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Thursday, February 7, 2019


Like many adventure-oriented manga, BATTLE ANGEL ALITA is composed largely of “long arcs.”

The first long arc sketches out a futuristic Earth that provides the obverse to Russ Manning’s beneficent “cloud in the sky” civilization, as seen in the MAGNUS ROBOT FIGHTER story “Cloud Cloddie Go Home.” Yukito Kishiro’s world is dominated by an aerial city named Tiphares (named for the central sephiroth of the Kaballah’s “Tree of Life”), a city linked to the Earth’s surface by a long shaft and assorted cables. Yet for the first two arcs the reader does not see how life is lived by the citizens of the clouds. Rather, Kishiro focuses on the lives of the ground-bound humans whose domain, “the Scrapyard,” coalesces around the aerial shaft. The reader’s first image of this environment is that of a mammoth junkyard, reinforcing the idea that the people, too, are castoffs from legitimate society. Earthbound commerce centers around Tiphares as well. The only businesses Kishiro shows are METROPOLIS-style factories, whose main function is to process food and other commodities and send the goods up to the sky-city via the central shaft. The inhabitants of the Scrapyard, however, live a hand-to-mouth existence, and many of their bodies have become modified through grafting or through the addition of cyborg parts—which seems to debase rather than enhance most of them.

I’ll pass quickly over the set-up established in the first arc. A technician named Ido happens to be rooted around in a junkyard for spare parts when he finds an intact cyborg-head from three hundred years previous. He joins the head to a new body and gives her a new name, Alita, but the diminutive cyborg has no memory of her old life. She does cherish her new “papa,” though, and because Ido does a side-busniess as a “hunter-warrior”—hunting fugitives on the outs with the authorities-- Alita begins imitating Ido’s bounty-hunting profession. But the robotic body Ido’s given her possesses phenomenal powers that even Ido barely understands—and this is where the first arc ends.

Since Alita is functionally “born adolescent,” IRON MAIDEN commences with her first love, as well as giving her a reason to be at odds with the dominion of Tiphares. While fighting with some cyber-enhanced bounties, Alita gets kayoed, and wakes up to see a teenaged boy, one Hugo, looking at her. Alita and Hugo become friends, and he, unlike Alita, feels a great passion to transcend his earthbound status by emigrating, legally or illegally, to the sky-city.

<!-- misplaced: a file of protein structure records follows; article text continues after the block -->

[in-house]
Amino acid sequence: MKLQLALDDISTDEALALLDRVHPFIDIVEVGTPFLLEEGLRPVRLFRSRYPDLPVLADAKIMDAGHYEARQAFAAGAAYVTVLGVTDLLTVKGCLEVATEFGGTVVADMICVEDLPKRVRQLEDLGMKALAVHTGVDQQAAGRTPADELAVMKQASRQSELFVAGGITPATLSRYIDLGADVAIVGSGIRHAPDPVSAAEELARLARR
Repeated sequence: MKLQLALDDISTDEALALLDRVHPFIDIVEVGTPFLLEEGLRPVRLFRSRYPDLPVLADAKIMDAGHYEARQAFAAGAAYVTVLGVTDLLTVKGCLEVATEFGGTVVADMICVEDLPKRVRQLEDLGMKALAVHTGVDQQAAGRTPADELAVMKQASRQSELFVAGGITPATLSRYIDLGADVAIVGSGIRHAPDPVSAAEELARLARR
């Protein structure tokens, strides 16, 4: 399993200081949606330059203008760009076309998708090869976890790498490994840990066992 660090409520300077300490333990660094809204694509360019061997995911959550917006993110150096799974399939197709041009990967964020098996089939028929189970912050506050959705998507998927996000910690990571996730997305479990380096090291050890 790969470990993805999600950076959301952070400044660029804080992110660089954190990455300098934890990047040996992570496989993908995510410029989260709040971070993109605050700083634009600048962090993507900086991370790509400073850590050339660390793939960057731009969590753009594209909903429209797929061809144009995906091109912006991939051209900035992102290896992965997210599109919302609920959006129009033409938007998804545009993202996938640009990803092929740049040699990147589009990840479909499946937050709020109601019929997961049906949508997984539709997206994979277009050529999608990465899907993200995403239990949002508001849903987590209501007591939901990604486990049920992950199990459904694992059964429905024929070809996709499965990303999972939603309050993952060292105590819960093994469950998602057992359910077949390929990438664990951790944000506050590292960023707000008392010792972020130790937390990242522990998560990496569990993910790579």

At this time Alita has next to no interest in Tiphares, but she falls in love with Hugo right away, and is not a little jealous of Hugo’s passion for the city. Later Kishiro reveals that the dream isn’t original with Hugo, for Hugo’s older brother cherished the same impossible dream. However, Tiphares takes extreme measures to dissuade immigration. Possibly thanks the betrayal of his wife, the brother of Hugo is slain by a cyborg hunter-warrior. Thus Hugo’s passion for Tiphares is entangled with filial affection and survivor-guilt.

Hugo’s far from a starry-eyed innocent, though. Alita is aghast when she learns that his side-business is stealing spinal columns from corpses to sell on the black market. Vector, Hugo’s black-market contact, has promised to smuggle Hugo into the sky-city if the boy can amass a huge number of credits. Alita eventually starts helping Hugo gather credits, hoping to go along with him. The cyborg-girl does not know that Hugo sometimes breaks the law in his dream-quest, attacking cyborg-citizens to remove their spines. (Because the victims are cyborgs, this attack doesn’t kill them, though Hugo’s buddy Vector is not nearly as scrupulous about not killing.) Soon Hugo is a wanted man for his crimes, and one of Alita’s many enemies manipulates things so that Alita may have to bring Hugo to justice. Alita tries to help Hugo escape to Tiphaes, but before they can do anything, another hunter-warrior—indeed, the same one who slew Hugo’s brother—deals Hugo a fatal wound. Alita arrives in time to destroy the hunter, and then is able to save Hugo only by taking his head—in the same way Ido salvaged her head—to Ido’s laboratory, where the good doctor attaches it to another robot body.

At this point Ido drops a bombshell on the young couple. Ido himself is an exile from Tiphares, and he knows that they’ll never allow the entry of people from the Scrapyard. Hugo is more than a little disturbed to learn that he’s lost his humanity in pursuit of a chimera, and when he and Alita confront Vector, they learn that the only way he ever sends “people” to Tiphares is as preserved body-parts. The two cyborgs wreck Vector’s office but spare his life, for Alita has more pressing concerns.  Hugo, almost mad from his sufferings, scales one of the cables anchoring the city to the earth. Alita almost manages to talk Hugo down, to convince him that the dream of their future together is better than the dream of Tiphares. Tragic fate intervenes, and Alita loses her first love. Over time, though, she will inherit Hugo’s mission: that of penetrating the mysteries of the city in the sky.

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